Good writing things that happened this week:

1. I pushed on with planning the DLN, and feel I’ve made a breakthrough with a huge gap in events.

2. I finished a new scene in the YA novel.

3. Two drafts back in the YA novel, I planted a tiny descriptive detail for verisimilitude. As I was writing this week, that detail suddenly created a HUGE payoff – the kind that sends shivers of glee down your back. A true “I love writing” moment. 🙂

4. I’ve been extending the ten-minute approach to other areas of my life (mainly paperwork and cleaning), and it’s bearing dividends there, too.

So, goals for next week:

1. Work on the YA novel and the DLN for at least three ten-minute sessions each (so write on six days at least).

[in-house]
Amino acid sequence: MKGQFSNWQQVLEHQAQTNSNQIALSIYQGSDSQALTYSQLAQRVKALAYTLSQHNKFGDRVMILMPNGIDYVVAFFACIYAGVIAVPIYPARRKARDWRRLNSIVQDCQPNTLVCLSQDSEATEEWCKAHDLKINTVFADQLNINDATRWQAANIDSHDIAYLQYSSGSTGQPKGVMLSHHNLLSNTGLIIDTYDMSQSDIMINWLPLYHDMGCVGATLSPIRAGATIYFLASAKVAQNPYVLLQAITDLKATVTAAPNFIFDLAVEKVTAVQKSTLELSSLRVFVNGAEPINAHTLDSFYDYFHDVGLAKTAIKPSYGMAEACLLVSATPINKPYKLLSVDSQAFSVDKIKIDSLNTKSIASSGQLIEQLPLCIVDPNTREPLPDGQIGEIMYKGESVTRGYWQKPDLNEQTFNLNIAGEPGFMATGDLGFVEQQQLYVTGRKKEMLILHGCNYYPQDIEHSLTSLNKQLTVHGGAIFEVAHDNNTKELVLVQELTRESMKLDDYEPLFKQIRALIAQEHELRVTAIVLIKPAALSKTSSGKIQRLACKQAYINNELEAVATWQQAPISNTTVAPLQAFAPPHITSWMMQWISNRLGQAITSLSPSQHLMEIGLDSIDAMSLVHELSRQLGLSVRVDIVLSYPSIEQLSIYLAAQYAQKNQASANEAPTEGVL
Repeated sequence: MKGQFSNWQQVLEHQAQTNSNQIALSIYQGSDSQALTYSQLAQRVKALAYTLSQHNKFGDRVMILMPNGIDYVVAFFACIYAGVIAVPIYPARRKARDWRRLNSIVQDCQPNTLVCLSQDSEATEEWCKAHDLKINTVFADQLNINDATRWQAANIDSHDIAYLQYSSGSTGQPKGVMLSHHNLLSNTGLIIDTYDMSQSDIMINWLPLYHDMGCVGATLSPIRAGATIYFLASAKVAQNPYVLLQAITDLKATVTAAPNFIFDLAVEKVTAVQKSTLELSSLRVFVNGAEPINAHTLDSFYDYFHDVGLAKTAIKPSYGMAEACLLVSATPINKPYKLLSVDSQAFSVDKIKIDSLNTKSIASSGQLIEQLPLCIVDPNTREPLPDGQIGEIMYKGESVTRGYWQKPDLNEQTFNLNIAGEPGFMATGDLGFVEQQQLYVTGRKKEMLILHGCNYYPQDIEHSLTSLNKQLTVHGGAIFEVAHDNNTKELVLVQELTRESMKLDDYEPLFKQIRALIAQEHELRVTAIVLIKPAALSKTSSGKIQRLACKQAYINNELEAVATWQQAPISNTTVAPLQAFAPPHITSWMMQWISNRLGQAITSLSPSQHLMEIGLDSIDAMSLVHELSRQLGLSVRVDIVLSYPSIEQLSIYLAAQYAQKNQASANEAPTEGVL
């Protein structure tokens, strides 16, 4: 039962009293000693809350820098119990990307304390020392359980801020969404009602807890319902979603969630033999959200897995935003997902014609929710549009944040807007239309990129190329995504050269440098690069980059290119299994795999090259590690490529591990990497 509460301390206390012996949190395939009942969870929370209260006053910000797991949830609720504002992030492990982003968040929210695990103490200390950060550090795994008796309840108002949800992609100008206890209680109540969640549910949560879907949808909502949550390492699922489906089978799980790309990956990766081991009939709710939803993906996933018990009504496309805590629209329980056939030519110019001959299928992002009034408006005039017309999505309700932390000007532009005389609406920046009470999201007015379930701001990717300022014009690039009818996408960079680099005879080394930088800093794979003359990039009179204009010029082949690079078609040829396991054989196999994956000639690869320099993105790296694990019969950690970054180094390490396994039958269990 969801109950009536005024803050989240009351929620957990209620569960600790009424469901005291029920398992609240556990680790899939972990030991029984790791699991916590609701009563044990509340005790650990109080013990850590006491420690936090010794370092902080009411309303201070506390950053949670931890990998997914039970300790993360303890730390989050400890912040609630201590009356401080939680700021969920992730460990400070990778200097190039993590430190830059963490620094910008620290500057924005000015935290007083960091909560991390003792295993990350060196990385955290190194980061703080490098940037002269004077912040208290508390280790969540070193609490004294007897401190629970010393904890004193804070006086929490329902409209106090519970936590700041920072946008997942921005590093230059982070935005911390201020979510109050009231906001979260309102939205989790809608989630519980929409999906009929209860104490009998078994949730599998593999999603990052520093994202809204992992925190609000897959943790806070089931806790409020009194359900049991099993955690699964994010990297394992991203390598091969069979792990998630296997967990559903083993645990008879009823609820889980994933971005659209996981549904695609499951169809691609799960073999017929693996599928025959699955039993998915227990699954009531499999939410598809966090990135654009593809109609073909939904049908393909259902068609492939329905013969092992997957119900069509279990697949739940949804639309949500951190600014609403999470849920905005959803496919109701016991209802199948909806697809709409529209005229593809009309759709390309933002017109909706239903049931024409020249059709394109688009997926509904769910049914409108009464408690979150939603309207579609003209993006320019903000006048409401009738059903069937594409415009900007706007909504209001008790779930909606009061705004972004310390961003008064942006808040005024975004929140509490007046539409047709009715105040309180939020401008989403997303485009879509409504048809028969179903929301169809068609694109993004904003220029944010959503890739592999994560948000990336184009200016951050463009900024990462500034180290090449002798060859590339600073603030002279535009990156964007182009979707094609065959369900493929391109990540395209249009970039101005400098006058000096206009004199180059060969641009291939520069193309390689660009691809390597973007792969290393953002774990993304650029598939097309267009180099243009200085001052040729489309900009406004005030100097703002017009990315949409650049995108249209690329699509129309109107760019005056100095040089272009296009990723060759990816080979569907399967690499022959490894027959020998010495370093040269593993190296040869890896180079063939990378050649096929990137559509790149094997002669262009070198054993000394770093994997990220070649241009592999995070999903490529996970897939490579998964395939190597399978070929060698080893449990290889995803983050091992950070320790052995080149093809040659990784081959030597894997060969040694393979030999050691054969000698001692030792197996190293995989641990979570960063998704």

2. On two of those days, do two ten-minute sessions.

3. In the spirit of squeezing more writing into my day, I signed up to Monica Leonelle’s 8×8 challenge (#8minutewritinghabit on twitter). I’ve already completed day 1 (today), which was to set a timer and write for 8 minutes. I’ll report back on how the other seven days went next week!

If you’re reading this and want to comment and let me know your own goals, please do so!

Weekly update

OK, rather than keep posting constant “OMG I wrote 200 words!” updates, I thought I’d keep it to one post. 🙂 So, my goal for the week was to work on both the YA novel and the DLN for three sessions of ten minutes each. And the result…